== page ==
I've Got a Home in Glory Land by Karolyn Smardz Frost
A Lost Tale of the Underground Railroad

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Synopsis

It was the day before Independence Day, 1831. As his bride, Lucie, was about to be "sold down the river" to the slave markets of New Orleans, young Thornton Blackburn planned a daring--and successful--daylight escape from Louisville. But they were discovered by slave catchers in Michigan and slated to return to Kentucky in chains, until the black community rallied to their cause. The Blackburn Riot of 1833 was the first racial uprising in Detroit history.

The couple was spirited across the river to Canada, but their safety proved illusory. In June 1833, Michigan's governor demanded their extradition. The Blackburn case was the first serious legal dispute between Canada and the United States regarding the Underground Railroad. The impassioned defense of the Blackburns by Canada's lieutenant governor set precedents for all future fugitive-slave cases.

The Blackburns settled in Toronto and founded the city's first taxi business. But they never forgot the millions who still suffered in slavery. Working with prominent abolitionists, Thornton and Lucie made their home a haven for runaways. The Blackburns died in the 1890s, and their fascinating tale was lost to history. Lost, that is, until a chance archaeological discovery in a downtown Toronto school yard brought the story of Thornton and Lucie Blackburn again to light.

 

About Karolyn Smardz Frost

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Karolyn Smardz Frost is an internationally recognized archaeologist and historian. She lives in Collingwood, Ontario.
 
Published June 24, 2008 by Farrar, Straus and Giroux. 452 pages
Genres: Biographies & Memoirs, History, Political & Social Sciences, War. Non-fiction

Unrated Critic Reviews for I've Got a Home in Glory Land

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A most worthy addition to the literature surrounding American slavery, complementing Mary Kay Ricks's Escape on the Pearl and Mat Johnson's The Great Negro Plot, both to be published in February 2007.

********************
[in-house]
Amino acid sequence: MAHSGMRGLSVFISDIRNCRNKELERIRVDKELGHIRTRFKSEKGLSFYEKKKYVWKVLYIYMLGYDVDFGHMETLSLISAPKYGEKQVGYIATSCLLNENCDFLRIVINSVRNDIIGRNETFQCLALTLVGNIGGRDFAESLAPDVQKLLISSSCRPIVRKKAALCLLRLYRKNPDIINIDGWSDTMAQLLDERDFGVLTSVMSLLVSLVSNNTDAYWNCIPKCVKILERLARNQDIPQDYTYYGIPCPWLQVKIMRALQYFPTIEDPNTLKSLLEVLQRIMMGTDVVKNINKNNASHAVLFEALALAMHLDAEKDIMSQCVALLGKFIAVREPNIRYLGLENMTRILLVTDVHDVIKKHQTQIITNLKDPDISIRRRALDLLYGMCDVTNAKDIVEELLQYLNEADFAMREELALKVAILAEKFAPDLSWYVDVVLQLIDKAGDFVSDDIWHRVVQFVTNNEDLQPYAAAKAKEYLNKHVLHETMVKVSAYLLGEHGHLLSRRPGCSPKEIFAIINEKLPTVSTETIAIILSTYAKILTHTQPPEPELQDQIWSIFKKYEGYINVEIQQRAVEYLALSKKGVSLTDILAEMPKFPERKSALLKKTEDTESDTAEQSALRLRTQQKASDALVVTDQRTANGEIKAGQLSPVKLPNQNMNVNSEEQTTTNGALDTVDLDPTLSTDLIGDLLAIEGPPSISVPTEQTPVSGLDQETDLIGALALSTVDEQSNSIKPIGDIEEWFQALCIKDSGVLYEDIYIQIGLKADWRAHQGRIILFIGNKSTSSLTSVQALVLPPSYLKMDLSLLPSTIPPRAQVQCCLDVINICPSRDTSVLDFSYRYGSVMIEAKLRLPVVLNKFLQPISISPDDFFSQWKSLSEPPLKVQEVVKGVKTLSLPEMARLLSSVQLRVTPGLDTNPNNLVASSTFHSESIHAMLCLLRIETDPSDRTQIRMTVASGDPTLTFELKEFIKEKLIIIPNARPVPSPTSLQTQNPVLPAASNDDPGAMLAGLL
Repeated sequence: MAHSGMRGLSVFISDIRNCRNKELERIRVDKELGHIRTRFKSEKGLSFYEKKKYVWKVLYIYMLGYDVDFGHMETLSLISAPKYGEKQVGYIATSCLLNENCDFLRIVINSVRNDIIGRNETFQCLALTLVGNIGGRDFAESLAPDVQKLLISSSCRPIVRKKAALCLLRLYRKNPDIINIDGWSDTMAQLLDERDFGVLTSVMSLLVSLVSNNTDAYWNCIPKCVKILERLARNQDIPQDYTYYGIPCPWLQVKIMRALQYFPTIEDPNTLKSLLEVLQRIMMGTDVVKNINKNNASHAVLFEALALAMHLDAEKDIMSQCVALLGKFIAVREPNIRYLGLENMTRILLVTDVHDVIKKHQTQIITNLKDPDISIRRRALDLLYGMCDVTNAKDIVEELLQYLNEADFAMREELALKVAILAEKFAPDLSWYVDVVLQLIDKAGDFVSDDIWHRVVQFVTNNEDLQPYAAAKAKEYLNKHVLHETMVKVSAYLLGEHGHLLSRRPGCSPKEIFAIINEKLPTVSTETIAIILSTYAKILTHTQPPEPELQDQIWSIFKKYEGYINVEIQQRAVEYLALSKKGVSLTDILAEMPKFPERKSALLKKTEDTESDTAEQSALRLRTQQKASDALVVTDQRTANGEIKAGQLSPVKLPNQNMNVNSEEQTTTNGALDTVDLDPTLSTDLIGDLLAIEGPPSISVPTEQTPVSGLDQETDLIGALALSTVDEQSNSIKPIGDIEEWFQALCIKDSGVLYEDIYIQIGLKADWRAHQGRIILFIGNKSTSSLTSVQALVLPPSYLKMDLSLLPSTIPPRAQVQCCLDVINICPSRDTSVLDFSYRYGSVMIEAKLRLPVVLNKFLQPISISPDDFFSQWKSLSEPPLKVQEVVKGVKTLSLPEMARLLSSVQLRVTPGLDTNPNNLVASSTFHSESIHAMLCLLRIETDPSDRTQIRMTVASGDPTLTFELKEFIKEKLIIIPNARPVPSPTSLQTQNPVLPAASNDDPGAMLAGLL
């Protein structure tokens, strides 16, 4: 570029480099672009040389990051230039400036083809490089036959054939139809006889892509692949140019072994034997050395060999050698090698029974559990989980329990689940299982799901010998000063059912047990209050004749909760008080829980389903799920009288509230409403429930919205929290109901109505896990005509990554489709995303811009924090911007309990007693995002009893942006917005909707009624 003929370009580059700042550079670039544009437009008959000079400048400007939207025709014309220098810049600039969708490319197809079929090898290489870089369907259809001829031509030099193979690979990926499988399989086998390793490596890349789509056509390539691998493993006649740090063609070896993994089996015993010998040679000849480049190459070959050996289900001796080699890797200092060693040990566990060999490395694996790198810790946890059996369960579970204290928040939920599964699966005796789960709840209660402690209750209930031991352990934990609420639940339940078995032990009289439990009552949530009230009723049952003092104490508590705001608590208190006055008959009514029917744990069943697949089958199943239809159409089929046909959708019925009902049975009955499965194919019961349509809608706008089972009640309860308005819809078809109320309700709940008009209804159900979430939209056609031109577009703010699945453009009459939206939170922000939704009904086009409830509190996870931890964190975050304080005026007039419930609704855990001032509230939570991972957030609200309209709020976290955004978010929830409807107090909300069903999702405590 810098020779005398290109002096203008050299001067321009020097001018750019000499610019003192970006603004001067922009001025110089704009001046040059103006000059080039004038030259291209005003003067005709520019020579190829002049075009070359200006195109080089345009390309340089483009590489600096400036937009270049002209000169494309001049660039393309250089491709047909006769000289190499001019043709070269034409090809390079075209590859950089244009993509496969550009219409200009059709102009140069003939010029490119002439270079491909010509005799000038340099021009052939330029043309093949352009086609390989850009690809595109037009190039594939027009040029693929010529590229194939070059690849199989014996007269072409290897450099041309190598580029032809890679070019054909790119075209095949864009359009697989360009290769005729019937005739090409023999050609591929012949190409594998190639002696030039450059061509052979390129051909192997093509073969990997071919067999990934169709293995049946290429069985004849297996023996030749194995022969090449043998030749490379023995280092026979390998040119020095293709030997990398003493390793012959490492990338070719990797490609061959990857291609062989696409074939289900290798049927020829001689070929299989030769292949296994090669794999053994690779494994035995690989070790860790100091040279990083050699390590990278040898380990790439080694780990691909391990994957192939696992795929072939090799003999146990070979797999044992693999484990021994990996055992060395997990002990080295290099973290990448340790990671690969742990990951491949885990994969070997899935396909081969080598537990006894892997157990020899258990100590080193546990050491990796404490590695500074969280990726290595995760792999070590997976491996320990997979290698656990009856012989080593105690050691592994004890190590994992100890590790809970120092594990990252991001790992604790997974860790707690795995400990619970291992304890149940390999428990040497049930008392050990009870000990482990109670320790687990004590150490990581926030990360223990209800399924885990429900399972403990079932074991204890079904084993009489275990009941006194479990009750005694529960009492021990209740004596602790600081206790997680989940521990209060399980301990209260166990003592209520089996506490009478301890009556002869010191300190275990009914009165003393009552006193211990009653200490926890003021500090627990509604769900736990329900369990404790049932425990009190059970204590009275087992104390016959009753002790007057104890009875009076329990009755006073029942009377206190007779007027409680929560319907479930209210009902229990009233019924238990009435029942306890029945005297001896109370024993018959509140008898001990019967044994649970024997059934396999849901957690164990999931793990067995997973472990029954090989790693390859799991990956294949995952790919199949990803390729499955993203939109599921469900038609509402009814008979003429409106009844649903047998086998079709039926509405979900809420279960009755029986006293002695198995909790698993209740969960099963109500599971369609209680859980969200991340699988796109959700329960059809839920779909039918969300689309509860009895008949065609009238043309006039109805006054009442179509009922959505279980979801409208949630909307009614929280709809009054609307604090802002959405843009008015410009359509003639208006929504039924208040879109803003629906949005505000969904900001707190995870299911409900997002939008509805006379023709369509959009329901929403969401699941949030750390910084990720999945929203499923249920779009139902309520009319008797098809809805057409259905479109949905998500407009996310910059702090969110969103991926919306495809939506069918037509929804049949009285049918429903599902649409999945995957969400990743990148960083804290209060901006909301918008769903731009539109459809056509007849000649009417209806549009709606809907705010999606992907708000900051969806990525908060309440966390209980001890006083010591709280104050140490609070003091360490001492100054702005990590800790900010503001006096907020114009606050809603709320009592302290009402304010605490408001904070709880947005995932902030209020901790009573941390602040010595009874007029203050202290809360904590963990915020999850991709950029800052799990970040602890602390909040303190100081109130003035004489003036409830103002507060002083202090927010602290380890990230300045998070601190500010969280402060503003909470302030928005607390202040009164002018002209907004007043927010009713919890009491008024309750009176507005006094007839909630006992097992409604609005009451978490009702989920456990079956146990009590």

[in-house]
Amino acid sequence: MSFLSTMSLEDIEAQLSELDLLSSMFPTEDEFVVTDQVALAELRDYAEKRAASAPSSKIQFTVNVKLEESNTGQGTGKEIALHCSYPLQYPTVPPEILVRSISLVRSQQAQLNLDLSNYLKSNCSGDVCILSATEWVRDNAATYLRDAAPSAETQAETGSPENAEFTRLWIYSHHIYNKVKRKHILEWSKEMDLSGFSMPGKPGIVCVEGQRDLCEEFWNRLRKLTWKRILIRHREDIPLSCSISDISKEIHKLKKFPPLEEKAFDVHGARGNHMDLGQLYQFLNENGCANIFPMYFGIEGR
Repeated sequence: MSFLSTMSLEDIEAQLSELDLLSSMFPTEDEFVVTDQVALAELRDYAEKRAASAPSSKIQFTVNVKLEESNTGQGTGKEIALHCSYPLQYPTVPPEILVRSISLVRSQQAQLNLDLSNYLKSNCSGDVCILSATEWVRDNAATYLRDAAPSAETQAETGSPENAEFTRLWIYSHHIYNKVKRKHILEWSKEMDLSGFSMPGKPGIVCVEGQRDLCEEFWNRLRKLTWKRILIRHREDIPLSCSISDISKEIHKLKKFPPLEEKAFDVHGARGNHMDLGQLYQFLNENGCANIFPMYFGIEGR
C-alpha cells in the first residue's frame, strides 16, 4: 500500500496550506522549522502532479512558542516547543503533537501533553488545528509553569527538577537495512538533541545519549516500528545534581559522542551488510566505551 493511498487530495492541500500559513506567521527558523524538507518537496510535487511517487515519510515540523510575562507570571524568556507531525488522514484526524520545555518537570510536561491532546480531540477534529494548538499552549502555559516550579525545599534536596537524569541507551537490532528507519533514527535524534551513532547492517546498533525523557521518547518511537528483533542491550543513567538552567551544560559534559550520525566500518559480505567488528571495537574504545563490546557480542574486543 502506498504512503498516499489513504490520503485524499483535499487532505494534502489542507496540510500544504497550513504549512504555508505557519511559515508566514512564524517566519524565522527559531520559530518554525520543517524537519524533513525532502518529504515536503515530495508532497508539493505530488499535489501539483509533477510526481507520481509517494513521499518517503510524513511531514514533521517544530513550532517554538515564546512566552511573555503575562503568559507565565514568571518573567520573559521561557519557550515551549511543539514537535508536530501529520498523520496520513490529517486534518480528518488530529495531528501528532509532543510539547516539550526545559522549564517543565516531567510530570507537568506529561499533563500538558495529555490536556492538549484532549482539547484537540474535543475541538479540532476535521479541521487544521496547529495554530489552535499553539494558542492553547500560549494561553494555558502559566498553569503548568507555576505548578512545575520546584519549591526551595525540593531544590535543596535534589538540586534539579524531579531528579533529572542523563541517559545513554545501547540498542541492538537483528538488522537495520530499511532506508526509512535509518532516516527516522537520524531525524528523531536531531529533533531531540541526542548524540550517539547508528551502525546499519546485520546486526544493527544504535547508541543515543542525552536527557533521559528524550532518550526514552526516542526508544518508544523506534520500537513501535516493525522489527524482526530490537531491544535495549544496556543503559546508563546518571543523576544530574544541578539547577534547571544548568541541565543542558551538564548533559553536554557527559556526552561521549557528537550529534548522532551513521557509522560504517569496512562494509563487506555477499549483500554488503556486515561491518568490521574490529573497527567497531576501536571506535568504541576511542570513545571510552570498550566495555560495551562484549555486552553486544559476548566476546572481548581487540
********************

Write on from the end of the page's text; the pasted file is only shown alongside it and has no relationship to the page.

Feb 06 2007 | Read Full Review of I've Got a Home in Glory Land...

Kirkus Reviews

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Canadian archaeologist Frost has spent months and traveled thousands of miles along back roads to trace the lives of runaway slaves, a search that she affectingly describes in the early pages of her book, helped along by the descendants of slaves and slaveholders alike, guarded by a “chivalrous h...

Jan 01 2007 | Read Full Review of I've Got a Home in Glory Land...

The New York Times

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Thornton Blackburn is hardly a household name, but he was an important figure in the history of American slavery.

Jun 17 2007 | Read Full Review of I've Got a Home in Glory Land...

Publishers Weekly

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In 1985, archeologists in downtown Toronto discovered what would become the most highly publicized dig in Canadian history: the remains of a house belonging to former slaves Thornton and Lucie Blackburn, who, as it turns out, were key figures in the Underground Railroad.

| Read Full Review of I've Got a Home in Glory Land...

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